According to a new report from national statistics keeper Danmarks Statistik, an increasing number of women in Denmark are the primary income earners in relationships.
The report, which looks into the disposable income of men and women, showed that the share of women under 65 with the highest disposable income in relationships has increased from 22 percent in 1990 to 31 percent in 2015.
“One explanation could be that the number of unemployed men increases the most during recessions,” said Jarl Quitzau, a consultant with Danmarks Statistik.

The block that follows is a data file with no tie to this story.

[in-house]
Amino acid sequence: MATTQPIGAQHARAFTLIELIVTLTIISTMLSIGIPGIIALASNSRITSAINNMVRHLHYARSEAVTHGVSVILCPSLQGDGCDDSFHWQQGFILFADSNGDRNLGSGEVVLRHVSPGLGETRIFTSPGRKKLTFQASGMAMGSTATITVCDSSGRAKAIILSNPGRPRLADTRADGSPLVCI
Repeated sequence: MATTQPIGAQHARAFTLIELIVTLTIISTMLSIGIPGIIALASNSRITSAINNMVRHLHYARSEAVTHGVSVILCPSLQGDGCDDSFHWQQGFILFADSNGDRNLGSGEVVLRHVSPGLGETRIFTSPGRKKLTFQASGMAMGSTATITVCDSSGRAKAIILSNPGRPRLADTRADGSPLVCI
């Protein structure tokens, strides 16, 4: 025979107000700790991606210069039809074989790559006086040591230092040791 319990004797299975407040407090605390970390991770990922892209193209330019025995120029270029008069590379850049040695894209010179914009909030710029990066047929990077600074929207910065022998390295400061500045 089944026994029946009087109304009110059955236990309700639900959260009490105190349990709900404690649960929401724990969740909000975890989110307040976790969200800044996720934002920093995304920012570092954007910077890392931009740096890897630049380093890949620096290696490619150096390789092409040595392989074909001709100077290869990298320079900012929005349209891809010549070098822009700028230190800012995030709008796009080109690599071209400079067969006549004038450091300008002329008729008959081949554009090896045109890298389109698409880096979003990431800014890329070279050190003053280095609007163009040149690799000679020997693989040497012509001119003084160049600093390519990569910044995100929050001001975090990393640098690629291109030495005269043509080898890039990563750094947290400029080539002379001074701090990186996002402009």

“Moreover, men often have a higher investment income and are therefore hit harder than women during downturns in the economy.”
The report (here in Danish) also showed that men’s disposable income median in 2015 was 205,200 kroner, compared to 170,800 kroner for women. That 17 percent gap is smaller than it was in 1990, when the gap was at 22 percent.
And there are other signs that the income disparity is narrowing. In 1990 the biggest income differences between men and women were seen among 40 to 65-year-olds. In 2015, however, the biggest gap was among 65 to 75-year-olds.
The largest income difference was seen among 73-year-olds, where the disposable income of men was 25 percent greater than that of women.